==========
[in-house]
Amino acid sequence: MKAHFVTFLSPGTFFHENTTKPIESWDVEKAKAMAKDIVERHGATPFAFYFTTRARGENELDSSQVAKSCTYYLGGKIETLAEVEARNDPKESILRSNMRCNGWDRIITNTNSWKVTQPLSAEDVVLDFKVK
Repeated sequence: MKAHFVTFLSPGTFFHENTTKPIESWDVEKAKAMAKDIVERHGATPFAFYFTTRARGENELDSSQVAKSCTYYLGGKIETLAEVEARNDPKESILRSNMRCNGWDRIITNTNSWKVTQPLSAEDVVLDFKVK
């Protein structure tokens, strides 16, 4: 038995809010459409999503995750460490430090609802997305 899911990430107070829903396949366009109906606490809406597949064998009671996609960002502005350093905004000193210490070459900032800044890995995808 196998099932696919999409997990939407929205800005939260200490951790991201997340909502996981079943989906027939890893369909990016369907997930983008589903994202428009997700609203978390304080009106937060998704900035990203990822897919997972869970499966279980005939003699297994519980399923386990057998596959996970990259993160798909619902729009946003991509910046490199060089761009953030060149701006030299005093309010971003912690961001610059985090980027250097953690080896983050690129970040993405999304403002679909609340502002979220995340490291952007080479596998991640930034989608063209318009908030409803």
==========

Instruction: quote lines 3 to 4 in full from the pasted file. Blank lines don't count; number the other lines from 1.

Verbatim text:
Repeated sequence: MKAHFVTFLSPGTFFHENTTKPIESWDVEKAKAMAKDIVERHGATPFAFYFTTRARGENELDSSQVAKSCTYYLGGKIETLAEVEARNDPKESILRSNMRCNGWDRIITNTNSWKVTQPLSAEDVVLDFKVK
């Protein structure tokens, strides 16, 4: 038995809010459409999503995750460490430090609802997305 899911990430107070829903396949366009109906606490809406597949064998009671996609960002502005350093905004000193210490070459900032800044890995995808 196998099932696919999409997990939407929205800005939260200490951790991201997340909502996981079943989906027939890893369909990016369907997930983008589903994202428009997700609203978390304080009106937060998704900035990203990822897919997972869970499966279980005939003699297994519980399923386990057998596959996970990259993160798909619902729009946003991509910046490199060089761009953030060149701006030299005093309010971003912690961001610059985090980027250097953690080896983050690129970040993405999304403002679909609340502002979220995340490291952007080479596998991640930034989608063209318009908030409803």